For the Educator
In identifying popular figures who have had far-reaching impact on America’s public consciousness and the shaping of perspectives of public vision, Woody Guthrie would be a contender for a top billing. Song renditions of this “Dust Bowl Balladeer” are considered counterparts of John Steinbeck’s powerful narrative and prose in The Grapes of Wrath and of Dorothea Lange’s compelling photography in documenting the scarring imprint of the disasters of the 1930s on American life and the backbone of courage growing out of those disasters.
At first glance, Woody Guthrie’s guitar-accompanied folk lyrics would not seem to be in the league, as it now is, to be archived in the Library of Congress and recently celebrated in Smithsonian Magazine, or the seminal source for derivatives shaped by folk artists such as Bruce Springsteen, and Bob Dylan, or which continue to be treasured throughout America by a large contingency of the population - even integrated into some university curricula. To gain insight into the magnetic draw of Woody Guthrie, and to enrich a study of the text of The Grapes of Wrath by introducing the perspective of this “Prophet Singer”, consider assigning students the following activities.
For the Student
Join with one or two classmates to explore–and record in your notes - your perceptions of (a) the basic nature of “folk music”, and (b) basic characteristics of “folk singers.” Include in your response one or two (or more) specific examples of contemporary songs and contemporary performers whom you think belong in the “folk” category and a brief explanation of why you think the songs and singers qualify for this category.
After sharing the above perceptions in open class discussion, compare ideas about “folk” music and “folk” performers as defined in the class discussion with the following Woody Guthrie definition, and if possible, watch a Web vignette of a Woody Guthrie performance.
A folk song is what's wrong and how to fix it or it could be
who's hungry and where their mouth is or
who's out of work and where the job is or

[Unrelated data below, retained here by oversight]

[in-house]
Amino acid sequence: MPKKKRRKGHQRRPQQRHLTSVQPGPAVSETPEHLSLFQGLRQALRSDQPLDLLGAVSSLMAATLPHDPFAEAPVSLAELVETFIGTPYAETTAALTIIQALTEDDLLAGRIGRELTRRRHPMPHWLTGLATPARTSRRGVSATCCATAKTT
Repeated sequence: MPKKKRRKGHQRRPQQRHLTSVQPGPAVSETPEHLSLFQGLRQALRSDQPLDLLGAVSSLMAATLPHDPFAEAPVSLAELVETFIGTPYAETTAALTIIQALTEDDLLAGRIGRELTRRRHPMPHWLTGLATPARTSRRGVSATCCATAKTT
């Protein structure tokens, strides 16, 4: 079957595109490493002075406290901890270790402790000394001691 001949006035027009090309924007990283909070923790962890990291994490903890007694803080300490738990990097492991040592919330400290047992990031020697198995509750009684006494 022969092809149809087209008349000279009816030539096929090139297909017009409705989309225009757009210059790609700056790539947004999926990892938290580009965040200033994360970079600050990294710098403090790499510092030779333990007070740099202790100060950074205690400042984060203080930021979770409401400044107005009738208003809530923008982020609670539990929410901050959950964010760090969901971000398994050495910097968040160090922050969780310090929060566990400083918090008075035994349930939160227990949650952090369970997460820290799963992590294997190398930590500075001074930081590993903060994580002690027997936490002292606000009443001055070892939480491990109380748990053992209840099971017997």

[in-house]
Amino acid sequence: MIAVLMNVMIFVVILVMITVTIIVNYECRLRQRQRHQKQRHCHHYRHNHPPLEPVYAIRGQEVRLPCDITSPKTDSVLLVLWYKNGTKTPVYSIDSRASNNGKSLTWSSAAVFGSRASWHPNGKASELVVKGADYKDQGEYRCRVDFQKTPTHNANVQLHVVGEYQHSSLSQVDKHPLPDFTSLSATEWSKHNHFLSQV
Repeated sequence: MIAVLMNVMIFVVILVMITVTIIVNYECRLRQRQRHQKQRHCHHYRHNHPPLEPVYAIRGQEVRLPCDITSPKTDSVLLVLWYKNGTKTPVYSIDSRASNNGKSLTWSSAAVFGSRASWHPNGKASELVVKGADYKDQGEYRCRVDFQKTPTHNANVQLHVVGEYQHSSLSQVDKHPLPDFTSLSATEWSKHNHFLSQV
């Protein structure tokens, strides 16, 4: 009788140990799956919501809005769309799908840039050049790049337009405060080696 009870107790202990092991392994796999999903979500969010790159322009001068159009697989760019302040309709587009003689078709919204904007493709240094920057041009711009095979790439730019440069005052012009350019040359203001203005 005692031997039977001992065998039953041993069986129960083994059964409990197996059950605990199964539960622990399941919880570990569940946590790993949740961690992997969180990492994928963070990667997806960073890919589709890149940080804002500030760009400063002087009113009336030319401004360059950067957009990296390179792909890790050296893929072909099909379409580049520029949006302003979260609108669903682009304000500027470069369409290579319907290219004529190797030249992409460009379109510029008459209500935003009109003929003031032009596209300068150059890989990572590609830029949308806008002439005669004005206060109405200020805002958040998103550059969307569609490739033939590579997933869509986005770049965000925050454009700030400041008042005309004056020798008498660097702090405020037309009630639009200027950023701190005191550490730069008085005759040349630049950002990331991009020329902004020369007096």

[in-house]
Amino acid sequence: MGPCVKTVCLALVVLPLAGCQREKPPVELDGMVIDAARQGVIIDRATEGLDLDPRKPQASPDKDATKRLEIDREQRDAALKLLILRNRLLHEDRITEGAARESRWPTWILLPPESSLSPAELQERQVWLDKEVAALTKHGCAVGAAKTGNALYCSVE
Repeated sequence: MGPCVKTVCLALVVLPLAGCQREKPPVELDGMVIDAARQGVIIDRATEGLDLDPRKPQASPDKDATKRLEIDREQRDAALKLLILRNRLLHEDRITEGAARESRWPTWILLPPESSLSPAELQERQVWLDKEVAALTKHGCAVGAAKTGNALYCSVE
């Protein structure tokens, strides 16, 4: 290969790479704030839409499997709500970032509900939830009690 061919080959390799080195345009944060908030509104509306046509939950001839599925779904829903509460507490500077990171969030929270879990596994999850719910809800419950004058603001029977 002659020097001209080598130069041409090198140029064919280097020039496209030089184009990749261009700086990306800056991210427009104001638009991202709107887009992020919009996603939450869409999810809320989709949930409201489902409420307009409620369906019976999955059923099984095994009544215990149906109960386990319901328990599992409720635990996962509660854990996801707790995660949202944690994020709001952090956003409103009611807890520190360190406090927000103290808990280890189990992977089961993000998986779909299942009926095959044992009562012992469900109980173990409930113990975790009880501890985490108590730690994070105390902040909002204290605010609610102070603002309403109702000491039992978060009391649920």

who's broke and where the money is or
who's carrying a gun and where the peace is.
Enter in your notes a few paragraphs in which you sum up your perceptions of specific aspects that Woody Guthrie is advocating are “ingredients” of a “folk” song, and (b) the tone quality and rhythm of the statement and what linguistic elements of the construction build this tone quality and rhythm.
Woody Guthrie grew up in Okemah, Oklahoma. His family was hit hard by the Great Depression. He left home at the age of 16 and “took to the road”. He also spent time in California during the 1930s– and had witnessed the desperation and appalling plight of the migrant families from the American Great Plains states who had come West looking for employment.
From the beginning, Guthrie had been a champion of the underdog – the poverty stricken, the displaced, the “forgotten man”. It was a natural sequence then, with his Oklahoma background and dedication to the cause of the “hungry”, “out of work”, and “broke” that he would be drawn to John Steinbeck and The Grapes of Wrath.
Woody Guthrie wrote a large collection of “Dust Bowl” songs, among them – and perhaps the best known and celebrated, “Tom Joad”, a direct take-off from Steinbeck’s The Grapes of Wrath. The lyrics recount the basic “story” of the Joad family as it is told in the text, but it is the last few stanzas that draw the most compelling parallel, not only with Steinbeck’s text but with the theme that recurs throughout a large bank of Woody Guthrie’s lyrics. It is as though Woody Guthrie, at that juncture of his song, had become Tom Joad. Study the following excerpt from the lyrics of Guthrie’s “Tom Joad” carefully, then enter an explanation of specific ways Guthrie’s lyrics resonate specific elements of the text of The Grapes of Wrath. Identify two or three passages or record two or three quotes out of the text that support your explanation.
An excerpt from Woody Guthrie’s ballad “Tom Joad”
Ever'body might be just one big soul,
Well it looks that a-way to me.
Everywhere that you look, in the day or night,
That's where I'm a-gonna be, Ma,
That's where I'm a-gonna be.
Wherever little children are hungry and cry,
Wherever people ain't free.
Wherever men are fightin' for their rights,
That's where I'm a-gonna be, Ma.
That's where I'm a-gonna be.
Woody Guthrie’s “Tom Joad” and many other Guthrie folk songs are referred to as “ballads”. What are some of the basic characteristics of the ballad form? A few terms to explore in thinking that question through are: “narrative”; “compression”, “direct address”; “rhetorical parallelism”; “colloquial”. In what specific ways do the lyrics of Guthrie’s “Tom Joad” reflect these qualities? Record your responses in your notes.
Consider working with a collaborative partner to write the lyrics of an original ballad based on some aspect of the Steinbeck text. Give attention to crafting your ballad in “authentic” ballad form. Also, consider developing an original music score to accompany your lyrics – or, as Woody Guthrie often did, “borrow” a familiar tune from the public domain to use as the music score for your original lyrics.
Consider performing your ballad in Woody Guthrie’s “style” – part singing, part “talking” the lyrics. Note that the cadence of Woody Guthrie’s use of “words” – his “talking” voice was considered poetic and to be as musical as his singing voice.
Next: Hollywood and Radio in the 1930s